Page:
TRACE produces 20+ events every year. These events bring together TRACE member companies to exchange best practices and discuss the latest anti-bribery compliance and enforcement trends. Events are held worldwide and include annual flagship conferences, senior level roundtables, and workshops designed for local employees and third parties. TRACE members also receive preferential pricing on partner events.
4 October 2021 | 9:00 AM PST | 12:00 AM ET | 5:00 PM GMT +1
This Roundtable will bring together women who work with anti-corruption and create a future space that promotes research, exchange of experiences, and a deeper understanding of the impact of gender on corruption and of corruption on gender. This Roundtable will bring together women who work with anti-corruption and create a future space that promotes research, exchange of experiences, and a deeper understanding of the impact of gender on corruption and of corruption on gender.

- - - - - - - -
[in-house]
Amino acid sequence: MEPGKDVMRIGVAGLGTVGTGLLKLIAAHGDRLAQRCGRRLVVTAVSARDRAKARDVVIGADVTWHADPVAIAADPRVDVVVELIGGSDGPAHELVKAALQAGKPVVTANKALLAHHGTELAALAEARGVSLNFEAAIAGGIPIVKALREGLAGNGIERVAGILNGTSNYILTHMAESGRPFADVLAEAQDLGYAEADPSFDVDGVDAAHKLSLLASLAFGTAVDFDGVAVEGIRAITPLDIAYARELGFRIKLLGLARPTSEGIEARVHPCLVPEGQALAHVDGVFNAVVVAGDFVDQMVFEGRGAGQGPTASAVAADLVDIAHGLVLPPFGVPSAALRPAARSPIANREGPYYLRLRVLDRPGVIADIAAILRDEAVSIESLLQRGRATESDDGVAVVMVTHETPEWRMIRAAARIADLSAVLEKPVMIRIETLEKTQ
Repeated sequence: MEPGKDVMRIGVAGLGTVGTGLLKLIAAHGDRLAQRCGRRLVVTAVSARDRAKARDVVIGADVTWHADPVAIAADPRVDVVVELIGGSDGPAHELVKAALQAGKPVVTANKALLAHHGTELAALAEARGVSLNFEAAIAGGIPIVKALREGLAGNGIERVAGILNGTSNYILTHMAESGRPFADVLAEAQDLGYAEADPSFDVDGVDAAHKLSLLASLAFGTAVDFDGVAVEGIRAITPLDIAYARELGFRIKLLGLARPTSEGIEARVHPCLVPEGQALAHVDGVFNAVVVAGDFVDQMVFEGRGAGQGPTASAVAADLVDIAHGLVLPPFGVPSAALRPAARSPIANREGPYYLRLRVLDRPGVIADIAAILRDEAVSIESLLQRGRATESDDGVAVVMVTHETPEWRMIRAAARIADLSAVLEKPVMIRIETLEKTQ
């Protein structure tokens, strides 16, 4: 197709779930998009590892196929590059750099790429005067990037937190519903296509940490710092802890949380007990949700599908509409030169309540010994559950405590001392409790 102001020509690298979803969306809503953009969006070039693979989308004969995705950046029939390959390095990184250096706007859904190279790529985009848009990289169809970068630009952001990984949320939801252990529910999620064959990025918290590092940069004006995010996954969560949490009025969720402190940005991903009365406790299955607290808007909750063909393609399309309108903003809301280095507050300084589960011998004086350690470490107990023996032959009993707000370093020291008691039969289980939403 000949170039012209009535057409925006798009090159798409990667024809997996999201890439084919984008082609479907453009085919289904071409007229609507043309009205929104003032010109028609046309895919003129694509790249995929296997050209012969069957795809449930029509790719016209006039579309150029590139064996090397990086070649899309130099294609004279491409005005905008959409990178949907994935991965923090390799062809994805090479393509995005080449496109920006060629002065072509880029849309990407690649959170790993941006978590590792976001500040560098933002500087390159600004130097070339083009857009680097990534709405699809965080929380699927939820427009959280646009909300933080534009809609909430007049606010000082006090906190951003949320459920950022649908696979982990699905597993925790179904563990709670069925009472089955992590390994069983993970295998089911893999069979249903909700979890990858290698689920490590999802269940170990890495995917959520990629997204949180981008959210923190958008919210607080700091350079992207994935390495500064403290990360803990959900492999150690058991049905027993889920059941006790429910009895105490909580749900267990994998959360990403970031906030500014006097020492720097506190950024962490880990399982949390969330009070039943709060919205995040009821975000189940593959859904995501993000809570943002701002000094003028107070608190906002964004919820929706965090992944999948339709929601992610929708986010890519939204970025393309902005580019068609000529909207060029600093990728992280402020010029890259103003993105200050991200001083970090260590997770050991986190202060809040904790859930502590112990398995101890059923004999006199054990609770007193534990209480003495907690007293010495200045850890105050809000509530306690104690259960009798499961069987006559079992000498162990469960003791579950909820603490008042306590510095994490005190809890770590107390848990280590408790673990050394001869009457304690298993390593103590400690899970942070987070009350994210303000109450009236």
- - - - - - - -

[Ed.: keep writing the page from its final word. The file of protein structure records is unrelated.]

The relationship between gender and corruption may be divided into two areas: the impact of gender on corruption and the impact of corruption on gender. The first is the impact of gender on the demand and supply side of corruption, i.e. the occurrence of corrupt activities and the relationship with gender. The second is on the differentiated impact of corrupt activities on women and girls.
Join our distinguished panelists as they discuss both spheres of the relationship between corruption and gender. Selected discussion topics:
Does the empowerment of women in public life and in positions of power impact corrupt activities, e.g. what are the effects of gender in politics, industry, and in entrenched corruption?
Do women in power disrupt existing networks of cronyism, patronage and clientelism? How does such disruption occur?
What support do women need to disrupt?
How can we prevent the creation of new corrupt networks once women are in power?
Are there gender-specific characteristics that intrinsically increase vulnerability or resistance to corrupt activity?
What support do women need to combat the gendered impacts of corruption?
What are the implications of a gendered conceptualization of corruption, e.g. sextortion as a crime?
How to include a gender dimension into anti-corruption programs?
Moderated by Dr. Daniela Chimisso dos Santos, with opening remarks by Dr. Carol Liao, Centre for Business Law and Susan Côté-Freeman, Transparency International Canada.